The last of my uncles died this week. In my parents’ generation he was considered a successful man, despite not having a college degree. At the age he “should” have been in college, the U.S. Army had need of his services in a far off place named Korea. After that “police action” was concluded he returned home and became a tool and die maker.
Tool and die making is a demanding occupation that pays well by most people’s standards. Not Dow-Jones-500-CEO-well — but good enough that smart, hard-working youngsters of both genders still pursue the trade today. Growing up in Milwaukee, it was a respected position on a par with many white collar jobs.
As the years pass I have noticed a change in attitude towards the “skilled trades.” While there were always teachers who looked down on kids in “manual training” classes, most people had relatives or friends who worked in manufacturing and this tempered any elitist feelings they might have towards those who showered after work instead of beforehand.
I recall that — at a pre-school program for my now-28-year-old daughter — I was shocked to see how much things had changed. Two very junior attorneys and I were introduced to another young father. This man happened to be a journeyman tool and die maker at a client company of the other men’s law firm. They were rather incredulous over how much money the average tool and die maker had in the pension plan they were reviewing. How could a workman be earning as much as a junior associate?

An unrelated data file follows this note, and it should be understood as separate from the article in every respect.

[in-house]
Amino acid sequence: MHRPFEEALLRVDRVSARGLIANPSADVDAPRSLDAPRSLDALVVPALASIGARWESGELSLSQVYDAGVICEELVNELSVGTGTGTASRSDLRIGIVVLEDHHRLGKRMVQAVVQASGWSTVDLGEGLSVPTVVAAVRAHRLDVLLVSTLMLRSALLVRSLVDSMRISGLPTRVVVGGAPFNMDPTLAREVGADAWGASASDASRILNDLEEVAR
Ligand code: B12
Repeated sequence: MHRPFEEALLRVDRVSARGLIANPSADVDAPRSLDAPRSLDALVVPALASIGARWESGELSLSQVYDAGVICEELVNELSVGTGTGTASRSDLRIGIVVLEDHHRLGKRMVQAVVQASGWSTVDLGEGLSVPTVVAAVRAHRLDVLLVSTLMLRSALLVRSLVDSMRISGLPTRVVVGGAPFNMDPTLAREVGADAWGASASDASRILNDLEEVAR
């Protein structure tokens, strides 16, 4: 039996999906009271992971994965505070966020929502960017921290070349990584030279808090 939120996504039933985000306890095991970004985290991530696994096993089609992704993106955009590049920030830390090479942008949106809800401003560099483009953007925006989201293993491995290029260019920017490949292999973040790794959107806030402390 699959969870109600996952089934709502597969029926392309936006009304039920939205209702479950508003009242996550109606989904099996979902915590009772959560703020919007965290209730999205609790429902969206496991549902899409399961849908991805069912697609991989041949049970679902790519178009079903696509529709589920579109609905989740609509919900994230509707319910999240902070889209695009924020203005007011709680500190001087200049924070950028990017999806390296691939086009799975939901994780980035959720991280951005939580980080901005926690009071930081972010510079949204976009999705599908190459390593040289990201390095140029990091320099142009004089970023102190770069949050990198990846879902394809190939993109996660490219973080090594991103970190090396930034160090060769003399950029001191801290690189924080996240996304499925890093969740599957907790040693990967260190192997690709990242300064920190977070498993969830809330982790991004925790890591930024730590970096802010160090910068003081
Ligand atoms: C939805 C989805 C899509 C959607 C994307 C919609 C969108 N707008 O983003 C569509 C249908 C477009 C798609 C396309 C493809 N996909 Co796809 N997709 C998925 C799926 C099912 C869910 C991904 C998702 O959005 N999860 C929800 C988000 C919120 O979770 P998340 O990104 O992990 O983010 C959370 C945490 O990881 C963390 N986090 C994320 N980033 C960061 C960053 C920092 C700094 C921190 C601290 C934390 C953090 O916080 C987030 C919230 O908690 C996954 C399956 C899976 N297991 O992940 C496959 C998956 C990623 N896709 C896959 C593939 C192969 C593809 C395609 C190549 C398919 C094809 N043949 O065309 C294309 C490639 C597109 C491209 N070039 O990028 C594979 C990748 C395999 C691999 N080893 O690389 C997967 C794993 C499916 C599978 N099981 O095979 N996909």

This seemed a rude breach of decorum to me. So I asked them if they had any idea of what tool and die work involved. No clue. They never visited the plant or even looked at the client’s project showcase. Neither knew how much training a journeyman received or the financial risk his employer incurred if the worker made a mistake — that a single tool might involve $10,000 in raw material.
Just to drive home the point, I asked if they were writing the pension plan from scratch. Of course not — they were marking up another plan and having a paralegal type it and proof read it. They did not seem amused when I wondered if society needed good tools or more plagiarism to build a better world.
My uncle laughed when I told him that story a year or two later. “I guess all those dinner table arguments weren’t wasted after all” he concluded.
RIP, Uncle Dick. The world benefited from guys like you.
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